If you hop into the left lane on the highway, police ask that you make it quick.
"If you're not passing anyone and there's no traffic in the right lane, you should be moving over," explained Lt. Kyle Bowman with the Michigan State Police.
There are even signs to remind you that it's a passing lane, not a travel lane. But, Lt. Bowman tells us people just don't pay attention.
"It never fails that we can find that that person usually is distracted, texting, doing something else," he explained. "And, they aren't even aware of the fact that they maybe initially got in the left lane to pass a car, but they have long since passed that vehicle."
So, State Police are constantly on the lookout for offenders, especially with the high number of complaints from fellow drivers.
"The big offenders," he said. "You see 'em coming from a half a mile out and there's not another car in the right lane, a lot of times we make contact and we educate the people."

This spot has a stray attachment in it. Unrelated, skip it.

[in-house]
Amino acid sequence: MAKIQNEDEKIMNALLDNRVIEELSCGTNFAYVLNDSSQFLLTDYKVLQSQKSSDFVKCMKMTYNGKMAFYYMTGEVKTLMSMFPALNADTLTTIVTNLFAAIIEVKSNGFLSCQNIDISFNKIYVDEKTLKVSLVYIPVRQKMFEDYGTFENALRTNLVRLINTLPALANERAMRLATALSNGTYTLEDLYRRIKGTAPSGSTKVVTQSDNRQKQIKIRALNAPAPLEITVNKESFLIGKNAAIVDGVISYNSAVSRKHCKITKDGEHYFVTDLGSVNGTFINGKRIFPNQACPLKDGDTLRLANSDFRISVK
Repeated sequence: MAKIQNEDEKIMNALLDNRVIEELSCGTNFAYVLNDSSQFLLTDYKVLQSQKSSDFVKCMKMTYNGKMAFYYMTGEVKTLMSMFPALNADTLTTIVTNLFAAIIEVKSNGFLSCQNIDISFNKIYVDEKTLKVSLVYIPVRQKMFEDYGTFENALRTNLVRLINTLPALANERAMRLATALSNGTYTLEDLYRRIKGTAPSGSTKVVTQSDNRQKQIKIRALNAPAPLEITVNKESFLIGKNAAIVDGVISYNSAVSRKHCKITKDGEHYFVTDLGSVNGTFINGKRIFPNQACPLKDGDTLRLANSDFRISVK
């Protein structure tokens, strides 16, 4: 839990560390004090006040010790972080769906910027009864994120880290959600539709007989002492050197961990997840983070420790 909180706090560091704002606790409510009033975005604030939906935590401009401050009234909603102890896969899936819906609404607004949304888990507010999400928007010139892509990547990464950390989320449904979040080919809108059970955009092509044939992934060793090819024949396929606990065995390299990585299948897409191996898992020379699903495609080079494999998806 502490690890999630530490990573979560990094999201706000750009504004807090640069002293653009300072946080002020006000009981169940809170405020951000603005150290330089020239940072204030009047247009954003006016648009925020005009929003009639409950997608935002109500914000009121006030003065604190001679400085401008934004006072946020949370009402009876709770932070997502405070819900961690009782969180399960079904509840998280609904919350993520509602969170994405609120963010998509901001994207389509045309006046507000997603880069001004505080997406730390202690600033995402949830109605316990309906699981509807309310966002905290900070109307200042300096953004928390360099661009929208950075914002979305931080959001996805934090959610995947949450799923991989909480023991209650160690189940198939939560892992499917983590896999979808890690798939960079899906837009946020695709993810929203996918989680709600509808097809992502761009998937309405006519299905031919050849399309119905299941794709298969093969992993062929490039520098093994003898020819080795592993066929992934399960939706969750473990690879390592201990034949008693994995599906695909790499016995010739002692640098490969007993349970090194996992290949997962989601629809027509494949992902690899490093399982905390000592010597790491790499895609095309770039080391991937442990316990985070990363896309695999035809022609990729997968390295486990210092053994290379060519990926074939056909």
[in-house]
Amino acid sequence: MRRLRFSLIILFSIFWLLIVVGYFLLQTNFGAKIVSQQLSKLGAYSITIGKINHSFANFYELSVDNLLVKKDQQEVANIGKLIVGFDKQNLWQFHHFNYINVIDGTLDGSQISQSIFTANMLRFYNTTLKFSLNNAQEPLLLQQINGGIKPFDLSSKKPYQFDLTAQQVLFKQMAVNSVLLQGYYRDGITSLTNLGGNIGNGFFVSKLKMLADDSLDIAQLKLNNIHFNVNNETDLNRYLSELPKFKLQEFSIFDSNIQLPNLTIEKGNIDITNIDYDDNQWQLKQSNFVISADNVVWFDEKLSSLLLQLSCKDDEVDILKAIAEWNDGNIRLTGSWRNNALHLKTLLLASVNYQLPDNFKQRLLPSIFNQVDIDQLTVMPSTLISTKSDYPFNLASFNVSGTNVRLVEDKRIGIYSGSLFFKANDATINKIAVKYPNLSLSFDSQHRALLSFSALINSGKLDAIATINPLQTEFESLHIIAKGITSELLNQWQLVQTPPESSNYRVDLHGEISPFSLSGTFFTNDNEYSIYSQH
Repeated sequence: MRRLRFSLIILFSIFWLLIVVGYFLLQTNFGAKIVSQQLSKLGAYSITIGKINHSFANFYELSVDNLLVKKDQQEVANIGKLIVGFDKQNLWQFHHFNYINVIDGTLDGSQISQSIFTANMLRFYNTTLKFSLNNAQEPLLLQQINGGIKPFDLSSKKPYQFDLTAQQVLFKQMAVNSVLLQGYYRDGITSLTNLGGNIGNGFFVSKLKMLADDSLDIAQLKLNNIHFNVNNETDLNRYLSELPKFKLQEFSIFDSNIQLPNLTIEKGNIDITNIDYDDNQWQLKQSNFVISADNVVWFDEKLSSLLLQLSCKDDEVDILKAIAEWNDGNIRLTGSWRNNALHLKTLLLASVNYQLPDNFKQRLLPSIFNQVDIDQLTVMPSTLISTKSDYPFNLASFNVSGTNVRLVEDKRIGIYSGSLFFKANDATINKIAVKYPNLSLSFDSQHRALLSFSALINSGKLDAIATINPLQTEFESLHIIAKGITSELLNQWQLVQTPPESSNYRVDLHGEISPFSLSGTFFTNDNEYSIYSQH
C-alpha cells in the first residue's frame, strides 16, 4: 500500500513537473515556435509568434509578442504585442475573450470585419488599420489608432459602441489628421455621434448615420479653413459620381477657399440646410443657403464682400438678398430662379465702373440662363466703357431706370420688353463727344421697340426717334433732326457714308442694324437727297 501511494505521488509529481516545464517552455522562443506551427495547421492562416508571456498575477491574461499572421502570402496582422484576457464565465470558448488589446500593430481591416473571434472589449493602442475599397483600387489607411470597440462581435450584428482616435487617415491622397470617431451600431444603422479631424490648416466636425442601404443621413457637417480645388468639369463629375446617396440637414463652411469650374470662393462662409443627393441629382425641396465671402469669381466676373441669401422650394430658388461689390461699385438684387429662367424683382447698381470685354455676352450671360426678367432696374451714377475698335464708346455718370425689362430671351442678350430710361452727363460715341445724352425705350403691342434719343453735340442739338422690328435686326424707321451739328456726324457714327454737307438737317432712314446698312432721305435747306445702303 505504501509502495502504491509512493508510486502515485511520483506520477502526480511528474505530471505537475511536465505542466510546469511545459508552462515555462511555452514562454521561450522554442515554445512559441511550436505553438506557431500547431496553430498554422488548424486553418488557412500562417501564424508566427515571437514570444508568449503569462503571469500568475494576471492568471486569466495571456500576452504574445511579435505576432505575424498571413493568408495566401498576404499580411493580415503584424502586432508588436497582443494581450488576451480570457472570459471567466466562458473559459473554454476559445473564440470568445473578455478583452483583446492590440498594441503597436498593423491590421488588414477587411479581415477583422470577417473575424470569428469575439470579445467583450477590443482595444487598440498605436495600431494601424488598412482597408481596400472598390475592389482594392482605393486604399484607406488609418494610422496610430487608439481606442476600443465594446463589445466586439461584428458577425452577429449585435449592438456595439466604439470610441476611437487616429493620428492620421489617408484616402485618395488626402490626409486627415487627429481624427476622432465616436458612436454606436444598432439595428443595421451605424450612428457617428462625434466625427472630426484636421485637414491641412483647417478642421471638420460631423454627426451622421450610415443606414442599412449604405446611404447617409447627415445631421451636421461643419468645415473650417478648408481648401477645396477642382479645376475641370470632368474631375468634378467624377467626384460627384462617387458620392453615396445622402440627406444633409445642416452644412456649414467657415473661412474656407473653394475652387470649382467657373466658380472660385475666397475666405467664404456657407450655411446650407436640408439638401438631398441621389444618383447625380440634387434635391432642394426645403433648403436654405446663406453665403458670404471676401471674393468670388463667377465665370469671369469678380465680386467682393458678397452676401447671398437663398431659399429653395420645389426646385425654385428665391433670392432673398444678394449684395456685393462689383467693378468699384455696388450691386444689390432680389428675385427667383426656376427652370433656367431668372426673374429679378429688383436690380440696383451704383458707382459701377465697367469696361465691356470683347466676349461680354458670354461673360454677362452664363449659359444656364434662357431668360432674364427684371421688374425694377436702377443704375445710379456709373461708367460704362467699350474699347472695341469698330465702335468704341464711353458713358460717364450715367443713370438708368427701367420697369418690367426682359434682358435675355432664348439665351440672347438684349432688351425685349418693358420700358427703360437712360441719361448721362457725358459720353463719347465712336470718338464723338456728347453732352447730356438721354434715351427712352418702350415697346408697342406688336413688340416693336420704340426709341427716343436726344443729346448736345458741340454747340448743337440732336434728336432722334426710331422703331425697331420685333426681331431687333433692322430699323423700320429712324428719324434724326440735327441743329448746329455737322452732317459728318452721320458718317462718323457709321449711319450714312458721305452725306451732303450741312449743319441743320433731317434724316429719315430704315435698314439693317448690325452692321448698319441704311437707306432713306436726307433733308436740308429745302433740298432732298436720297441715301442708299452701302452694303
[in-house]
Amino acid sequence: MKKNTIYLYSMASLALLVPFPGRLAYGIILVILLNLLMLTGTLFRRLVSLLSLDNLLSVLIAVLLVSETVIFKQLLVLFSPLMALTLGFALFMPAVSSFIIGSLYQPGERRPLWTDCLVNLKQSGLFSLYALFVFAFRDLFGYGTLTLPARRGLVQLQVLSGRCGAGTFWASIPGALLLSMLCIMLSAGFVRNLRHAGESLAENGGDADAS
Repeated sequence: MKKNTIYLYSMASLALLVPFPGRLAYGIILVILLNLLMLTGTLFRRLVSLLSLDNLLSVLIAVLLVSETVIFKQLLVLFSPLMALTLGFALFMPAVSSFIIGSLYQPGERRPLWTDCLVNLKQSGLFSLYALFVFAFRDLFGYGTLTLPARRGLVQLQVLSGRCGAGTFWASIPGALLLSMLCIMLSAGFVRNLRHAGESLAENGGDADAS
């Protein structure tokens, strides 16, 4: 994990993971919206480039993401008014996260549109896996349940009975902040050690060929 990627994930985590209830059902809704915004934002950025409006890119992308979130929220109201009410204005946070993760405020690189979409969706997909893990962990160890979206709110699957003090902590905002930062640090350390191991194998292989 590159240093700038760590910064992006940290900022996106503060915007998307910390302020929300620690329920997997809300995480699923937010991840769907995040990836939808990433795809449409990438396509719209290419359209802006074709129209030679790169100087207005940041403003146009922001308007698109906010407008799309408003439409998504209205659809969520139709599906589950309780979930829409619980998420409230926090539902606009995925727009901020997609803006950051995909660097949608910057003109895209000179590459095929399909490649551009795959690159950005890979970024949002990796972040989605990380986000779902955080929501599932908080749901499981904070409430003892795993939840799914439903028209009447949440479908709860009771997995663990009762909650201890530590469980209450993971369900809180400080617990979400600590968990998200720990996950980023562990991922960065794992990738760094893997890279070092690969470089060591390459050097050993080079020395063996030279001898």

If an officer catches you driving in the left lane for too long, you could actually get a ticket. That'll cost you around $135.
"I didn't know it was a traffic offense at all, I always thought it was just a courtesy that they recommend for safe and effective driving. So that's good to know," said driver, Debbie Jamieson.
She admits she's sometimes guilty of hogging the left lane. And, she's pleased something is being done about what she fears can become a dangerous situation.
"It holds up traffic. I think people tend to weave around too much and it actually, I think, tends to create an accident or people that are just angry driving because they're frustrated with people sitting in that left lane who are going to slow," Jamieson said.
So, to avoid the fine and help out your fellow drivers, pay attention and move over.
Lt. Bowman added there's only one exception. You can stay in the left lane, provided there's an equal amount of traffic in both lanes and both are moving at the same speed.